Had the privelage of watching a couple of masters at rangeing and holding over with the R2 reticle a couple years ago.The spotter is a walking calculator that had me lost most of the time on his figureing but I did pick up a little of it,very little! I finaly gave up trying to range with it...epecially past 400yards and went to a range finder:o
Shot prairie dogs with a guy that had a NF 5-22 last spring.I was spotting for him and calling off the hash holdovers. He was a clicker and didnt understand what I was talking about so I started reading off MOA up and windage. He started hitting with relative ease but asked how I knew how much to hold over and click?
Thats easy=He had an R2 reticle marked off in 2 MOA hashes and I had my 6-24IOR calibrated to MOA hashes.I could see where the hit was and used the reticle to call corrections. In his 25 years of varminting he had never done this and had ben wasting the value of the R2 reticle by not useing it :confused:
I can use either MOA or Mills for guestaments and follow up shots but prefer MOA for its finer hashes! If I only get one shot please hand me my Geovids
__________________ "Make everything as simple as possible, but not simpler." -Albert Einstein (1879-1955)
Monte, if i'm not mistaken that reticle has 2 MOA subtensions in it, right?? I have the TMR reticle that has .2 mil subtensions. That equates to .72 inch per hundred yds. (i like inches to yds.). Using the 2 MOA system the interpolative difference between 540 yds. and 630 yds. on that 16" tgt. is only .2 of a subtension unit. With the finer stadia subtension of .2 mil, the difference is .6 of a subtension unit. This is much easier to define with the eye than just .2. Now i'd bet dollars to donuts that most guys are just gonna use the TMR at 1 mil subtensions (3.6 IPHY), and attempting to interpolate only .25 of the .2 mil subtension unit. The reticle is capable of much better than that, and should be used at the finer .2 mil subtension, divided interpolatively into .1 of a subtension unit.
Admittedly, 630 yds. is a far distance for reticle-ranging, but still better than guessing if the laser doesn't cooperate. Plus it's a lot of fun to do, IMO.
The R2 reticle has 2 moa hashes on the vertical stadia (wider ones @ 10 & 20) and 5 moa windage hashes.
The R1 reticle has 1 moa ticks on the vertical, w/ wider ones every five, and 2 moa windage ticks.
The shooters were using everything from SA Gen III w/ mil-dots to NF/Leupold/USO w/ mil-dots, NF w/ R1, R2, USO w/ GAP reticles, S&B w/ whatever reticle, etc.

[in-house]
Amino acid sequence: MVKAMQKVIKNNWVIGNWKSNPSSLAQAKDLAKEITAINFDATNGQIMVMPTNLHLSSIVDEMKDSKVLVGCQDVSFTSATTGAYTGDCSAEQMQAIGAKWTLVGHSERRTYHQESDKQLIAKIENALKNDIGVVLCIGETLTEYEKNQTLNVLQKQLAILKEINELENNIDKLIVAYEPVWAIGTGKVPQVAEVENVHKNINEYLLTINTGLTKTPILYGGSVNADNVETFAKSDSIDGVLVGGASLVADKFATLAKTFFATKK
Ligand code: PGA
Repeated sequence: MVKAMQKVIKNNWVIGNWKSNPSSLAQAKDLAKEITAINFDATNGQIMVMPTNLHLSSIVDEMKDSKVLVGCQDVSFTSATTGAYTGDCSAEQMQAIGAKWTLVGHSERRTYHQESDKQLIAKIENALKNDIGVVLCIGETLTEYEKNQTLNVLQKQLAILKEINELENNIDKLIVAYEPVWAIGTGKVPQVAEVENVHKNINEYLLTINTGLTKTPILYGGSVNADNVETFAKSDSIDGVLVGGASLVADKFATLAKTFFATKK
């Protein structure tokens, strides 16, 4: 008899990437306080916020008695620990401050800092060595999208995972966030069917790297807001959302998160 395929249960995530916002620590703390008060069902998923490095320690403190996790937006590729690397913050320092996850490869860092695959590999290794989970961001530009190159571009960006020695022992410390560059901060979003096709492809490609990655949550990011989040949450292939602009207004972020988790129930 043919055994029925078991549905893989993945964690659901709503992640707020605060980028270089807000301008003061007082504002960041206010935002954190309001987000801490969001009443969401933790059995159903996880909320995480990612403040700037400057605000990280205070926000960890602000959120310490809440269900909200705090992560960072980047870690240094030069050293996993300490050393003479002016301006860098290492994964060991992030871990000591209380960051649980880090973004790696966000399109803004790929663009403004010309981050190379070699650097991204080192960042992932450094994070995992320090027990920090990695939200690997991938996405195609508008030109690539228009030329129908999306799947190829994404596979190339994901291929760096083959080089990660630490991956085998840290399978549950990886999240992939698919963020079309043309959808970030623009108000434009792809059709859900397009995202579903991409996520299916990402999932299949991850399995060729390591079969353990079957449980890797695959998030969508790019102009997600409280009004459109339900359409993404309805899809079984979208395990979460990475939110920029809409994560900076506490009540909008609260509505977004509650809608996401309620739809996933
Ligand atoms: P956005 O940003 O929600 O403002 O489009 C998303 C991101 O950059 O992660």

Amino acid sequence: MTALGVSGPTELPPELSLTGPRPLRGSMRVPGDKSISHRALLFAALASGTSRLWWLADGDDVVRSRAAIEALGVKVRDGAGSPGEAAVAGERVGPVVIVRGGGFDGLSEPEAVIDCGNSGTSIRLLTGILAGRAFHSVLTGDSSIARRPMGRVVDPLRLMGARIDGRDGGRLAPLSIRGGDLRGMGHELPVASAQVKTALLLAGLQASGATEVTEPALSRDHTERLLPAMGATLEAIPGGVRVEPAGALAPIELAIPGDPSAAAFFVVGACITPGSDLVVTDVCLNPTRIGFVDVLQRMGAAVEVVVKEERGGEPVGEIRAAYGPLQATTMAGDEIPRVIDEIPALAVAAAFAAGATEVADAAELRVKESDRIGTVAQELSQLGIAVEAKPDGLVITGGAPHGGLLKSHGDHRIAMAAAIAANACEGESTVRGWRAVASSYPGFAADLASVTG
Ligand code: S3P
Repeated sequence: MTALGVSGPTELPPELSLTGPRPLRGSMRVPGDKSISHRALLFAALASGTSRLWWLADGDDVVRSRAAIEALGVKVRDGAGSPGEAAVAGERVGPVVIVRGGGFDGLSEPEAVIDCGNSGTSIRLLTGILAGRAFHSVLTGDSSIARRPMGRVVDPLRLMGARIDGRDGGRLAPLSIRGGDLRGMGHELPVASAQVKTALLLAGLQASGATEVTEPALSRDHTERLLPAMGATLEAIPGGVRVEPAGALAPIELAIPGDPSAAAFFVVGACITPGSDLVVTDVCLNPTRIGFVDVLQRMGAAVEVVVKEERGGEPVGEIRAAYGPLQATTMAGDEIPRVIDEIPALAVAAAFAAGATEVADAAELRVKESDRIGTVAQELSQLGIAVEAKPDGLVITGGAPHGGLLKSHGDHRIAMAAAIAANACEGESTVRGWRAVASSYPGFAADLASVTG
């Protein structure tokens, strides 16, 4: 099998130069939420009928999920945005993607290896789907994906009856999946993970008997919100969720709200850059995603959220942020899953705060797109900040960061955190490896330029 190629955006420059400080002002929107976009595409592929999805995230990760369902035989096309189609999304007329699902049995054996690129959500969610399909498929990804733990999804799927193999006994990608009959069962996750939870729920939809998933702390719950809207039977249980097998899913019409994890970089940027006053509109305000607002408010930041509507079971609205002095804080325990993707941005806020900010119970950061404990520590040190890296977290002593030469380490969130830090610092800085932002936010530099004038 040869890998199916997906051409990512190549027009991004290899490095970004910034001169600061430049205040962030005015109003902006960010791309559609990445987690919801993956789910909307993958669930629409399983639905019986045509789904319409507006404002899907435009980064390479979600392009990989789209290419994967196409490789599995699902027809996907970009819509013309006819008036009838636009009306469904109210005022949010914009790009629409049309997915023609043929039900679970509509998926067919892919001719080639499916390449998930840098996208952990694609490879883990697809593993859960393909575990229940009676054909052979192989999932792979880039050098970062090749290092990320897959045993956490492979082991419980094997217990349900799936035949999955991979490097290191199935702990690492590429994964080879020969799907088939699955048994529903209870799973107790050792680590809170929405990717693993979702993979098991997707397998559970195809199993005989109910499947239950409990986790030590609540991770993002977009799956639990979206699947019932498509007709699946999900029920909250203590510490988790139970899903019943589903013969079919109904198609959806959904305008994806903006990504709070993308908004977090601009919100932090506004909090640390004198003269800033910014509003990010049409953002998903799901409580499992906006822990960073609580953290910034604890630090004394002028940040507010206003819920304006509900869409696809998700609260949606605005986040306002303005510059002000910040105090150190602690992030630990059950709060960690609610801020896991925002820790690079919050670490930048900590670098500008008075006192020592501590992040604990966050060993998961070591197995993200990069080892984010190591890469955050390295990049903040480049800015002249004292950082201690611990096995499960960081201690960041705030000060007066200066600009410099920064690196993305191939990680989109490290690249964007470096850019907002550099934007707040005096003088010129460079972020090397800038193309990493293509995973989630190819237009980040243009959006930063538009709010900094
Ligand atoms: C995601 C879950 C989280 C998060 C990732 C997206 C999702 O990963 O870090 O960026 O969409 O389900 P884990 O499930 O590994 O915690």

It sure seems like the difference between 2.2 (a little more than 2) and 2.4 (just about half) would be plain obvious to the user... but it wasn't. Don't know if I 'caught' part of the belt or frame holding the target up, or if it was all just mirage/optical fuzz (there was a good bit of that), or what. Later in the day we had a *very* interesting stage where we had five targets, measuring 10x15" (last one was 21" circle). We had a five minute 'group' ranging period, where people ranged w/ their reticles, crunched the numbers, shared notes, argued, etc. about what they thought the ranges really were. Then we started shooting, one at a time. The trick was... once you shot, you couldn't adjust the scope again. So you not only had to range w/ the reticle, you had to hold off w/ the reticle. R1 + Exbal was a life saver there for us .308 shooters. First target was about 420 (people ranged it as anywhere between 400 and 450), next was 440-ish, then 600 (I ranged it at a hair under 650), then 650 (I ranged it as 700), then 830. I hit the first two, shot over the next two, and center punched the last one. I'd initally ranged it as something like 990, though. Found that on that particular target, I got one reading measuring horizontally, another measuring vertically. All on a perfect circle target, of known dimensions. That time I'm pretty sure I was 'seeing' some of the frame in the vertical measurement. FWIW, nobody got all five, and only two people (again shooting very flat trajectory 6.5-284 and 6-6.5x47L rounds) got more than three.
Again, it illustrates (to me) the difficulty of taking an accurate measurement with a ranging reticle even on a target of *known* dimensions. On something like an animal where you have a general 'range' of sizes, or an 'average', and an even smaller target area (the typical 8-10" diameter 'vital zone' shot)... it seems like the odds stack against the shooter making an accurate assessment of the range. Someone who practices religiously might be the exception. It's still a good skill set to have for when (not if) the batteries die in your rangefinder ;)
During the winter i hunt coyotes quite a bit. In the country i hunt them there are a lot of antelope running around. Last season i did some reticle-ranging on them using a PFI rapid reticle in their 3-9X 22 LR reticle. I really like this reticle as it provides excellent direct windage reference, sort of like a mini-Horus vision system. Anyways 1 day i was playing around with a buck and some does. Using that reticle i was approximately 30-50 yds. off everytime between 400 and 500 yds. (can't remember exact calcs now). When it really comes down to it, i think reticle-ranging game is probably only good to 400-500 yds. maybe. No further at all for me...unless it's a pr. dog or groundhog.
They seem to get excellent accuracy and performance similar to a 6XC or .243 Win. Not sure about the barrel life yet, but both of them are machinists by trade and can fit a new barrel any time they want... so they don't see short barrel life as as big of a problem as other people might ;)